“God, those Ladybird books are rubbish,” said no designer, ever. Indeed, these sweet little volumes that educate on everything from The Story of Oil to Mick: The Disobedient Puppy to The Postman are almost universally loved not only for the diverse and helpful knowledge they impart, but for their beautiful illustration style and exemplary way of communicating through imagery. It’s perhaps the books from the mid 20th Century that are most fetishised by the design community though, and it’s these that are to be celebrated in a new show at the De La Warr Pavilion in Bexhill on Sea.
According to the gallery the show, entitled Ladybird by Design, is inspired by a book by Professor of Illustration and Dean of the School of Design at the London College of Communication Lawrence Zeegen, set to launch in March 2015. The book and show look to explore the Ladybird perspective on Britain’s social and design history. Lawrence has also worked with the De La Warr to curate the exhibition.
More than 200 original Ladybird illustrations from the late 1950s to the early 1970s will be on display, including pieces from illustrators including Charles Tunnicliffe (What To Look For titles), Robert Ayton (Great Inventions and The Story of Oil ) and Harry Wingfield ( Shopping with Mother and Key Words). Together, they create a wonderful nostalgia for times we didn’t even live in, when children were happy just strolling about on little plant pots, when sitting rooms all featured fireplaces that look like the tin man from The Wizard of Oz, and you could order the contents of a small patisserie on board an aeroplane.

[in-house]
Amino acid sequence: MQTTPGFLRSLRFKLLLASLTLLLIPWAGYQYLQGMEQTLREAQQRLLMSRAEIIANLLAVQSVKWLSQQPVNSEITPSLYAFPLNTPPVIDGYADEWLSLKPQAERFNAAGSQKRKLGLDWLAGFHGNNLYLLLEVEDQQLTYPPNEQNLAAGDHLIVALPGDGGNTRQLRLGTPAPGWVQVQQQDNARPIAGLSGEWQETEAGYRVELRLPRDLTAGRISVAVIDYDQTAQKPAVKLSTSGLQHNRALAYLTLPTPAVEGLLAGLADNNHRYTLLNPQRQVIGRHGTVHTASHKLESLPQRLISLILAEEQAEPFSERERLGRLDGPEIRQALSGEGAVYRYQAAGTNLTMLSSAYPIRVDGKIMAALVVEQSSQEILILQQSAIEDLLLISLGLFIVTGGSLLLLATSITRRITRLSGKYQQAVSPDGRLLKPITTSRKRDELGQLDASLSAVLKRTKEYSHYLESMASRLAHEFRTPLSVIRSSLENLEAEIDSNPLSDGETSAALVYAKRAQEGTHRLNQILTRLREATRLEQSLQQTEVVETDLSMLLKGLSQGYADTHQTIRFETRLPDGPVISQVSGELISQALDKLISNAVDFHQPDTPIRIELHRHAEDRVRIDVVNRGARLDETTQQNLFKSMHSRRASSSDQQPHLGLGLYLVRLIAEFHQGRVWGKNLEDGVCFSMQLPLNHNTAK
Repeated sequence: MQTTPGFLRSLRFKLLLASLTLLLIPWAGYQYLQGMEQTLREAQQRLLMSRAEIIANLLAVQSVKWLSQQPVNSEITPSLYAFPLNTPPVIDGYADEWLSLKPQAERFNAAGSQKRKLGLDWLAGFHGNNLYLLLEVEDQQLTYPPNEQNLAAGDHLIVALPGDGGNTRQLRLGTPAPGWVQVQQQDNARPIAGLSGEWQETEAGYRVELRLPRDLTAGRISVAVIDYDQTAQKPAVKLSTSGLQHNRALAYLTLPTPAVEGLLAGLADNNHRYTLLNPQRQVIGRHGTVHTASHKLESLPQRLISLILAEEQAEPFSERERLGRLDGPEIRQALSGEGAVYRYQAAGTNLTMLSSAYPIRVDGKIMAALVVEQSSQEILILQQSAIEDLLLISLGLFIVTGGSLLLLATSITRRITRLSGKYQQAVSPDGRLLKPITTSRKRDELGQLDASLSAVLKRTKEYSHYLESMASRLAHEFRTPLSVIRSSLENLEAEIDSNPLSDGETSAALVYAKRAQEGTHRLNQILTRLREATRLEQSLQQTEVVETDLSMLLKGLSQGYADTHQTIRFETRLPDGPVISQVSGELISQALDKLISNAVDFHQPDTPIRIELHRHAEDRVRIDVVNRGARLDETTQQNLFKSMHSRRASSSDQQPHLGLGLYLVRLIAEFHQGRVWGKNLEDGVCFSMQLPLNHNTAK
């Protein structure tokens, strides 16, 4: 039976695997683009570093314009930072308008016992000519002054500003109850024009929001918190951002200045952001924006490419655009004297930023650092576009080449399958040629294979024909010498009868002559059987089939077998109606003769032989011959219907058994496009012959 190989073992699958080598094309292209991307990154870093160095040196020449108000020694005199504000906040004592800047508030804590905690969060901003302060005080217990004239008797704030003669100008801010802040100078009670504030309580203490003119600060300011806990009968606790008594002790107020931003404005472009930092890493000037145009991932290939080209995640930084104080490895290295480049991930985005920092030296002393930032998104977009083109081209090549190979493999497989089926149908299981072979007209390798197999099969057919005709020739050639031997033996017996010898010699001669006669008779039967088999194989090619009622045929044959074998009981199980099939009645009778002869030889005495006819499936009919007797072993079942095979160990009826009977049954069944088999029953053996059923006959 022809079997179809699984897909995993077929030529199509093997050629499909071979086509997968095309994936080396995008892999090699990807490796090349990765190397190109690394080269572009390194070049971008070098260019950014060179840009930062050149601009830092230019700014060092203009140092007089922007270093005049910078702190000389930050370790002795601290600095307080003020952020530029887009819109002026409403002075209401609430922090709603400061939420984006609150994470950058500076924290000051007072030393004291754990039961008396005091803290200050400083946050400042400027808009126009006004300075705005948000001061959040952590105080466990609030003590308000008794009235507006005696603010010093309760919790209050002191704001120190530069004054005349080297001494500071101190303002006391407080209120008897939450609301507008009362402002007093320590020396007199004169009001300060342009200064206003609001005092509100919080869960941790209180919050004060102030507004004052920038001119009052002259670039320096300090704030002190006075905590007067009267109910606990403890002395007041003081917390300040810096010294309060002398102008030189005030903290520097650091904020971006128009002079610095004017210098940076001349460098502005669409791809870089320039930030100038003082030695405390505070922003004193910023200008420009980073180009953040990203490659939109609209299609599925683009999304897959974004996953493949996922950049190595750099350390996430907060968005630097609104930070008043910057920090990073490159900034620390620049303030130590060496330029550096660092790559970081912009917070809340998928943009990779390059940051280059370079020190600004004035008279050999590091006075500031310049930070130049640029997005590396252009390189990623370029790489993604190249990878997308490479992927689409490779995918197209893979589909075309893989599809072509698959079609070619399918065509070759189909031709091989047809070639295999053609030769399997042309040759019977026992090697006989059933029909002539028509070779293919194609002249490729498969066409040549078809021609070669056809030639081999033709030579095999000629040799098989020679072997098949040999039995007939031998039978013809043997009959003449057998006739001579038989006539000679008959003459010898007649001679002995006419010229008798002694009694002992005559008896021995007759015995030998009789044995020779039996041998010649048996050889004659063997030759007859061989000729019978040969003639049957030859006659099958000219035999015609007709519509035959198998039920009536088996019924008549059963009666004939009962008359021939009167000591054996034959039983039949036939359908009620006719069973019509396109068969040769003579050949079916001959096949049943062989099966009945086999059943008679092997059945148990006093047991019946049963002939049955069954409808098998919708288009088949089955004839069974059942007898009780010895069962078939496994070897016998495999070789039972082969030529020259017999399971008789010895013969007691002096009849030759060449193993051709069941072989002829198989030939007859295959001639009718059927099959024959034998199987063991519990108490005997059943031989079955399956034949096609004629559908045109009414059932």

And while these are things we’ll lamentably never experience, we’re very much looking forward to popping down to the seaside to revel in these glorious images, which prove the very big influence of these very small books on the creative world.
Ladybird by Design will run from 24 January until 10 May at the De La Warr Pavillion in Bexhill.
About the Author
Emily joined It’s Nice That as Online Editor in the summer of 2014 after four years at Design Week. She is particularly interested in graphic design, branding and music. After working It's Nice That as both Online Editor and Deputy Editor, Emily left the company in 2016.